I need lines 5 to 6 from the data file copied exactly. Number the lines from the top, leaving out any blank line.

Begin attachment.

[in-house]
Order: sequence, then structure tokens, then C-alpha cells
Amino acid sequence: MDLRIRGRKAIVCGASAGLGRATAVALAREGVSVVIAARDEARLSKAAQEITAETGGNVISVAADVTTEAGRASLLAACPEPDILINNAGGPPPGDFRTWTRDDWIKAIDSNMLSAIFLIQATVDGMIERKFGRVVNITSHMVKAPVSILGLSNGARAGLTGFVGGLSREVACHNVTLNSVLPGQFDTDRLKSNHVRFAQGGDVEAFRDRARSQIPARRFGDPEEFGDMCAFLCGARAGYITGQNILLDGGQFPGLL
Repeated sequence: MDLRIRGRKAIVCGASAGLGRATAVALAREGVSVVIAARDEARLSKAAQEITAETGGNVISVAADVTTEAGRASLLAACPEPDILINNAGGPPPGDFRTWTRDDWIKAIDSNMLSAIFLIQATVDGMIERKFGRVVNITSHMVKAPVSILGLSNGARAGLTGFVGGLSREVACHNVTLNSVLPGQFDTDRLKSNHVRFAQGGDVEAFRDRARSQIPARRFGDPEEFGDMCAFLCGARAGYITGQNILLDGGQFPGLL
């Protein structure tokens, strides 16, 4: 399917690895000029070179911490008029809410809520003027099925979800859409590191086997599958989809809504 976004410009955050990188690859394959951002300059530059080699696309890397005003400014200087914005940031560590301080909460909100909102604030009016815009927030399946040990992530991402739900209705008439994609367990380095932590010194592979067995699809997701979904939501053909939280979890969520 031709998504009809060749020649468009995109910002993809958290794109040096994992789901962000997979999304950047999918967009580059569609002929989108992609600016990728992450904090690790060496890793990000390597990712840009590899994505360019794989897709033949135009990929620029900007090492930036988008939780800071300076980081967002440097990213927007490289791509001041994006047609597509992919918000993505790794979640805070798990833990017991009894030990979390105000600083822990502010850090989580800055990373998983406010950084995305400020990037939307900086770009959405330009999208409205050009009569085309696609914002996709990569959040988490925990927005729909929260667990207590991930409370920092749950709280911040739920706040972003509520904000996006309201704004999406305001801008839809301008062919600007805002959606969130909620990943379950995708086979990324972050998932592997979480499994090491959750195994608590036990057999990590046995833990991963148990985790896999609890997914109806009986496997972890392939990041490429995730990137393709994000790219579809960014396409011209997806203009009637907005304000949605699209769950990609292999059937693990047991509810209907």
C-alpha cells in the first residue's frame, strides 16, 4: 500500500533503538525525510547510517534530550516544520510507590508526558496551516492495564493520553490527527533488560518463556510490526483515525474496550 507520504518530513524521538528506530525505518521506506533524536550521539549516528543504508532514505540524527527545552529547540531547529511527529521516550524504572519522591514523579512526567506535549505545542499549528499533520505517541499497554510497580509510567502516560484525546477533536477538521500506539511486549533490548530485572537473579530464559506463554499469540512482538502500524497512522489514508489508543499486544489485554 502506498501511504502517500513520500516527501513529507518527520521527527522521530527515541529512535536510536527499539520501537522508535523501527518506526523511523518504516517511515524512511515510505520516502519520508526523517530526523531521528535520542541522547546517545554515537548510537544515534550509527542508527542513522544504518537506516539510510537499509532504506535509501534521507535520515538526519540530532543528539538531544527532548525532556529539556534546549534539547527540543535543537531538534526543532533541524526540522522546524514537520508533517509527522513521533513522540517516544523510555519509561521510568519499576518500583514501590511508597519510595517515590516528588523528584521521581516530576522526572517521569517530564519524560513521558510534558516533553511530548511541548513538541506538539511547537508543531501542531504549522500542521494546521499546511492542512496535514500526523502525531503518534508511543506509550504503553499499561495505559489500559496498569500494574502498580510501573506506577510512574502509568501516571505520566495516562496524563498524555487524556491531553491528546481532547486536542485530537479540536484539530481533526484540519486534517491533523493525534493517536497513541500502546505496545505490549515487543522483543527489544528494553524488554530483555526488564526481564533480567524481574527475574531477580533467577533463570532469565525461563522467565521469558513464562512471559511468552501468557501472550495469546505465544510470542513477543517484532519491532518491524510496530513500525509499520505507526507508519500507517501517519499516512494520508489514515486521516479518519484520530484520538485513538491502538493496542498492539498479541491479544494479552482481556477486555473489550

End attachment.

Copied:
């Protein structure tokens, strides 16, 4: 399917690895000029070179911490008029809410809520003027099925979800859409590191086997599958989809809504 976004410009955050990188690859394959951002300059530059080699696309890397005003400014200087914005940031560590301080909460909100909102604030009016815009927030399946040990992530991402739900209705008439994609367990380095932590010194592979067995699809997701979904939501053909939280979890969520 031709998504009809060749020649468009995109910002993809958290794109040096994992789901962000997979999304950047999918967009580059569609002929989108992609600016990728992450904090690790060496890793990000390597990712840009590899994505360019794989897709033949135009990929620029900007090492930036988008939780800071300076980081967002440097990213927007490289791509001041994006047609597509992919918000993505790794979640805070798990833990017991009894030990979390105000600083822990502010850090989580800055990373998983406010950084995305400020990037939307900086770009959405330009999208409205050009009569085309696609914002996709990569959040988490925990927005729909929260667990207590991930409370920092749950709280911040739920706040972003509520904000996006309201704004999406305001801008839809301008062919600007805002959606969130909620990943379950995708086979990324972050998932592997979480499994090491959750195994608590036990057999990590046995833990991963148990985790896999609890997914109806009986496997972890392939990041490429995730990137393709994000790219579809960014396409011209997806203009009637907005304000949605699209769950990609292999059937693990047991509810209907």
C-alpha cells in the first residue's frame, strides 16, 4: 500500500533503538525525510547510517534530550516544520510507590508526558496551516492495564493520553490527527533488560518463556510490526483515525474496550 507520504518530513524521538528506530525505518521506506533524536550521539549516528543504508532514505540524527527545552529547540531547529511527529521516550524504572519522591514523579512526567506535549505545542499549528499533520505517541499497554510497580509510567502516560484525546477533536477538521500506539511486549533490548530485572537473579530464559506463554499469540512482538502500524497512522489514508489508543499486544489485554 502506498501511504502517500513520500516527501513529507518527520521527527522521530527515541529512535536510536527499539520501537522508535523501527518506526523511523518504516517511515524512511515510505520516502519520508526523517530526523531521528535520542541522547546517545554515537548510537544515534550509527542508527542513522544504518537506516539510510537499509532504506535509501534521507535520515538526519540530532543528539538531544527532548525532556529539556534546549534539547527540543535543537531538534526543532533541524526540522522546524514537520508533517509527522513521533513522540517516544523510555519509561521510568519499576518500583514501590511508597519510595517515590516528588523528584521521581516530576522526572517521569517530564519524560513521558510534558516533553511530548511541548513538541506538539511547537508543531501542531504549522500542521494546521499546511492542512496535514500526523502525531503518534508511543506509550504503553499499561495505559489500559496498569500494574502498580510501573506506577510512574502509568501516571505520566495516562496524563498524555487524556491531553491528546481532547486536542485530537479540536484539530481533526484540519486534517491533523493525534493517536497513541500502546505496545505490549515487543522483543527489544528494553524488554530483555526488564526481564533480567524481574527475574531477580533467577533463570532469565525461563522467565521469558513464562512471559511468552501468557501472550495469546505465544510470542513477543517484532519491532518491524510496530513500525509499520505507526507508519500507517501517519499516512494520508489514515486521516479518519484520530484520538485513538491502538493496542498492539498479541491479544494479552482481556477486555473489550